We drove through Duluth, where I got my first view of the largest lake in the world. There was ice in it. We traveled through a few small villages that seemed ready to be swallowed by either Lake Superior or the North woods, depending on which side of the highway you were on, and finally got to Bayfield. The trip left me a little puzzled. Some things were missing from my long held vision of the North woods. I turned to Bob and asked where all of the bear were.

They are still sleeping. 

Where are the wild flowers? 

It’s too early in the year. 

Where is Little Red Riding Hood’s grandmother’s cottage? 

I don’t know. 

After a brief tour of Madeline Island and the Bayfield area, I started the first of a hundred walks through the Brickyard Creek forest. I’m glad I bought the new boots. Fortunately, spring turned to summer and I started to feel right at home – with the mosquitoes; though they were thicker and more persistent here than I had ever seen in the Caribbean. I guess when you only have three or four months to do your thing; you are certainly going to be hell bound for glory to do it. I had a great time exploring the forest alone, and was only chased out twice, once by a mother bear, and the other time by a mother partridge.

Bob had just finished a marina – almost, and he had put up a new industrial looking building where the employees of the National Park Service were happily going about their business of maintaining the nearby islands – well, that’s not quite true either, they didn’t seem happy. The land around the marina was at issue. What could be done with it? Should anything be done with it? It didn’t take a seasoned developer or a highly educated environmentalist to see that this land was obviously very unique. Lots of wild flowers, lots of bear, a great tree canopy – well, except for the meadow. A past associate of Bob’s had prematurely cut two large swaths through the forest south of the creek assuming, I guess, that he would need a storage area for all of the boats in the new marina. We later cleared all of the felled trees and decided to call our new open space, “The Meadow”. It seemed that the easiest thing to do with Brickyard would be to sub-divide the whole thing. The lakeshore lots would sell, but what about second and third tier lots. And what would happen to the trees and the wildlife in a conventional sub- division? As I spent more and more time walking the land, I kept coming back to the vision I had had when first hearing about this property. Though the “cottage” idea had not hit home yet, I did see several areas where, if properly sited, a cottage could be built to look as though it was born there.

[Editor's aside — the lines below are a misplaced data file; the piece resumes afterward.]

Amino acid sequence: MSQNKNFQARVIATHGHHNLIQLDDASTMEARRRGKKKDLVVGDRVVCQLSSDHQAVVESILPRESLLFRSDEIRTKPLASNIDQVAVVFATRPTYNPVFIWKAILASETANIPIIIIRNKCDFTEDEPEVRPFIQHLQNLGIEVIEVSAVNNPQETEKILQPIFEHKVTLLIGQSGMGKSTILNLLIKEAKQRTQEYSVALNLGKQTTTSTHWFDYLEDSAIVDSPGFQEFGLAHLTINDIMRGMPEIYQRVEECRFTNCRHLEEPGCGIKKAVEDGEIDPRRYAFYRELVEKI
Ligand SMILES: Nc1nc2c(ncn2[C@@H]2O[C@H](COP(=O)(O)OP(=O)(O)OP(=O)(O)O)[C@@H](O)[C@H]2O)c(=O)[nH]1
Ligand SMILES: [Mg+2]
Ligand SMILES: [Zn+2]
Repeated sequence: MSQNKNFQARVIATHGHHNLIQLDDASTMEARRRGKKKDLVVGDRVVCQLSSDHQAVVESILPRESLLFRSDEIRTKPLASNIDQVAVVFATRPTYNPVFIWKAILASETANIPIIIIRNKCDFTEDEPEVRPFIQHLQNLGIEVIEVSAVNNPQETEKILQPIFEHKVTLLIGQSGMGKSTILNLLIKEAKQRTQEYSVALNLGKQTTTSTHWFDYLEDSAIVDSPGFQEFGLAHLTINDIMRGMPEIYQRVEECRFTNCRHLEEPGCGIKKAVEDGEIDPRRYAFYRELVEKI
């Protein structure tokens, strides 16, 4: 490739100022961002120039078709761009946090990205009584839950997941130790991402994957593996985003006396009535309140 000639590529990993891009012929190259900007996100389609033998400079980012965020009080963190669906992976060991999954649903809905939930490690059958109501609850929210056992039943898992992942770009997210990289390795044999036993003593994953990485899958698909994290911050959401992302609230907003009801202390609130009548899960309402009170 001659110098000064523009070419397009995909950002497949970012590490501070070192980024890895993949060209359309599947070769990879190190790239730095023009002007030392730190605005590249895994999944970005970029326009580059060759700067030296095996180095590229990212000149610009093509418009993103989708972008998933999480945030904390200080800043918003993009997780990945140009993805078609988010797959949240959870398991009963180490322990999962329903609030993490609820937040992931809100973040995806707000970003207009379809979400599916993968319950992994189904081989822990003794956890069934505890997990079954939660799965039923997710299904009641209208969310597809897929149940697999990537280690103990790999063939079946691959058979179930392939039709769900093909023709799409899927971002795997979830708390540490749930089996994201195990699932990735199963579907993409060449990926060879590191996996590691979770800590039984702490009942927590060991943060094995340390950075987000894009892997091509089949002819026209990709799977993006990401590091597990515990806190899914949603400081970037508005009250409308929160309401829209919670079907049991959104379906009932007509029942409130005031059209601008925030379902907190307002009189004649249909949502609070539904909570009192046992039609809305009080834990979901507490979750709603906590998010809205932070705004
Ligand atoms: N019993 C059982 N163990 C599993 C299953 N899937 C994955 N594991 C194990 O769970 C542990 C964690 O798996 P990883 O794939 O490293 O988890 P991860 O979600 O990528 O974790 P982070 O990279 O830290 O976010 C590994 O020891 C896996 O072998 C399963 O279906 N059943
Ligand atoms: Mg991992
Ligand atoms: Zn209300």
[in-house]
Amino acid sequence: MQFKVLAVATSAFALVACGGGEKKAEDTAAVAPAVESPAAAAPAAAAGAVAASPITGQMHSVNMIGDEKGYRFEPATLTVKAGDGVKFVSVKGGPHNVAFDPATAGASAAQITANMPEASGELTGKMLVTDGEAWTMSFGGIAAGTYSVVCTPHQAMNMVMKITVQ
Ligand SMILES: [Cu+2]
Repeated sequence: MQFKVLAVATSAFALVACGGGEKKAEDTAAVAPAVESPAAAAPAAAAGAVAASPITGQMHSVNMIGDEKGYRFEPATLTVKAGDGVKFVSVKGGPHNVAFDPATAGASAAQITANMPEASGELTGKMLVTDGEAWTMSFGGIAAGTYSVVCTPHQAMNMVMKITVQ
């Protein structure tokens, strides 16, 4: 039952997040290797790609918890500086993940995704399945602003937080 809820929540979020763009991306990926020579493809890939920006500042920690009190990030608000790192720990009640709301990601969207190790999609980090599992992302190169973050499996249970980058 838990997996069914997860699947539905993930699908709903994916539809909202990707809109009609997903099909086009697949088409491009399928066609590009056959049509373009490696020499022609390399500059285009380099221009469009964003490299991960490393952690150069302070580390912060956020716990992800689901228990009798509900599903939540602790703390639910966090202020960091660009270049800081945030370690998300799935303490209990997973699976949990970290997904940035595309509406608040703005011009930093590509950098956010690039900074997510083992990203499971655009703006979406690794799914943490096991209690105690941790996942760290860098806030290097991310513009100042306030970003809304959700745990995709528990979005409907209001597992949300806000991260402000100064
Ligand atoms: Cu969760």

Unsure what to do, I decided to travel around the region to see what other developments in the North woods looked like. Throughout Northern Wisconsin and the North Shore of Minnesota I saw the standard fare of town homes, strip centers, and the ubiquitous plastic sided suburban homes sitting proudly just inches from the closest roadway. I was afraid that my vision of the quintessential “Cottage in the North woods” was busted.

Back in Bayfield, I suggested to Bob that we might have an opportunity to develop a world class “Cottage” resort on the land behind the marina. With some arm-twisting and after a lot of explanation, he agreed. The planning of Brickyard Creek had officially started. After a lot of tweaking, the “Cottage Resort” idea evolved into a low-impact cottage neighborhood to be marketed as second (or third) homes. We were starting to get pretty excited about this project. We imported some of the concepts from our past eco resort project, invented a few more, hired an architect who was well versed in vernacular design, printed up some nice brochures, and waited for the buyers. Nothing happened. The locals and the people who were hanging around the new Marina thought we were nuts. I remember a conversation I had with one of them. It went something like this -